The researchers found that levels of most cytokines, including the inflammatory immune molecule interleukin 1, were depressed in CFS individuals, compared with the other two groups of patients (MS and healthy). This matched findings from the blood study. One cytokine – eotaxin – was elevated in the CFS and MS groups, but not in the control group.
Hornig says the studies support the idea that CFS may reflect an infectious ‘hit-and-run’ event. Patients often report getting ill, sometimes from something as common as glandular fever, and never fully recover. The new research suggests that these infections throw a wrench in the immune system; like a car stuck in high gear, the immune system’s response to the acute infection stays ramped up – until the three-year mark.
‘It appears that CFS patients are flush with cytokines until around the three-year mark, at which point the immune system shows evidence of exhaustion and cytokine levels drop,’ says Hornig. ‘Early diagnosis may provide unique opportunities for treatment that likely differ from those that would be appropriate in later phases of the illness.’
Ian Lipkin, director of the Center for Infection and Immunity, and co-author, believes their findings offer the hope of objective diagnostic tests as well as the potential for therapies that correct the imbalance in cytokine levels seen in people with CFS at different stages of their disease. There is precedent for using human monoclonal antibodies that regulate the immune response in a wide range of disorders from rheumatoid arthritis to multiple sclerosis, he says, but notes that additional work is needed to assess the safety and efficacy of this approach.
Charles Shepherd, medical advisor to the ME Association, welcomed the findings of the US team. ‘If distinctive patterns of cytokine abnormality can be linked to both stage and severity of the disease, this is a finding that could be used to aid diagnosis and open the door to the use of anti-inflammatory drug treatments that would dampen down the abnormal immune system response.’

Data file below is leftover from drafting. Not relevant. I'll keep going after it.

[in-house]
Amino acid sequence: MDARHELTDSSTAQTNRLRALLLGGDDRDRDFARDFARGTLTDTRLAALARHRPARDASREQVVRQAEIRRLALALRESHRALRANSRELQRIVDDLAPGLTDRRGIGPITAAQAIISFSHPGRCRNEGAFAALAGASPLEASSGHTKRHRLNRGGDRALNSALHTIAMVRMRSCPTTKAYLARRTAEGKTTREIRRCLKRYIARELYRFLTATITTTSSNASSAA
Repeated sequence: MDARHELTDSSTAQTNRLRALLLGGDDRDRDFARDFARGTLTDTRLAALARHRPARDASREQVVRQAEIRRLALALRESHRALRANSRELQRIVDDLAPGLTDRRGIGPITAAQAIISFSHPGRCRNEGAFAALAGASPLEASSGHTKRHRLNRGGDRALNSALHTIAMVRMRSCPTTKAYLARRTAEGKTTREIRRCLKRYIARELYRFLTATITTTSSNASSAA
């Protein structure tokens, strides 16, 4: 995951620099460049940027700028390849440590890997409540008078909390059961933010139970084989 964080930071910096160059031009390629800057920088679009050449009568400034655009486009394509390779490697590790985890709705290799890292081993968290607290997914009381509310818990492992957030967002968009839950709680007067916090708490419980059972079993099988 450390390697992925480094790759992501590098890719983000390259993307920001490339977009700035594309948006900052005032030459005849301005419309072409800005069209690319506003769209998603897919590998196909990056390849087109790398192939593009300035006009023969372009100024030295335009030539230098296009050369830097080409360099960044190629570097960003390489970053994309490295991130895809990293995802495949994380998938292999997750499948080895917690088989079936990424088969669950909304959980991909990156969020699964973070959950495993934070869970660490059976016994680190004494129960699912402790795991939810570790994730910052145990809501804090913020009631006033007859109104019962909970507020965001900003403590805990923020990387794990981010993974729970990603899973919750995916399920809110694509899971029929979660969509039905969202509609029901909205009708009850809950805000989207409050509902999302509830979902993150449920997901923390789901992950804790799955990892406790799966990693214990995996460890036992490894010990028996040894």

The fact that CFS patients experience different symptoms and multiple types of viral and bacterial infections has led researchers to believe CFS could have numerous causes. That lack of uniformity also complicates the diagnostic process and development of treatments.
‘Part of the problem in trying to identify an agent or biomarkers for CFS is the extreme variability among people who say they have CFS. How to sort that out has held the field back a lot of years,’ says Ron Glaser, a virologist and director of the Institute for Behavioral Medicine Research at Ohio State University, US.
Glaser has studied the Epstein-Barr virus (EBV) for decades and believes there is a link between CFS and EBV (pictured, right), a human herpes virus that causes glandular fever. About 95% of Americans have been infected with the virus by adulthood, according to the Centers for Disease Control and Prevention (CDC), but fewer than half have experienced an active illness. Once a person is infected, the virus remains dormant in the body, and can be reactivated without causing symptoms of illness.
Back in 2012, following a pilot study of six CFS patients, Glaser and his colleagues suggested that a partly reactivated EBV can generate at least two viral proteins: DNA polymerase and dUTPase. CFS patients produced antibodies specifically designed to identify and neutralise one or both proteins for more than a year; 20 healthy people had no such antibodies (R. Glaser et al, PLoS ONE, 2012, 7(11): e47891). The scientists believe that, even in the absence of a complete active infection, these viral proteins are enough to induce inflammatory chemical signals that throw the immune system into a chaos that leads to CFS. The study was unprecedented because it had access to 16 months of blood samples for each patient.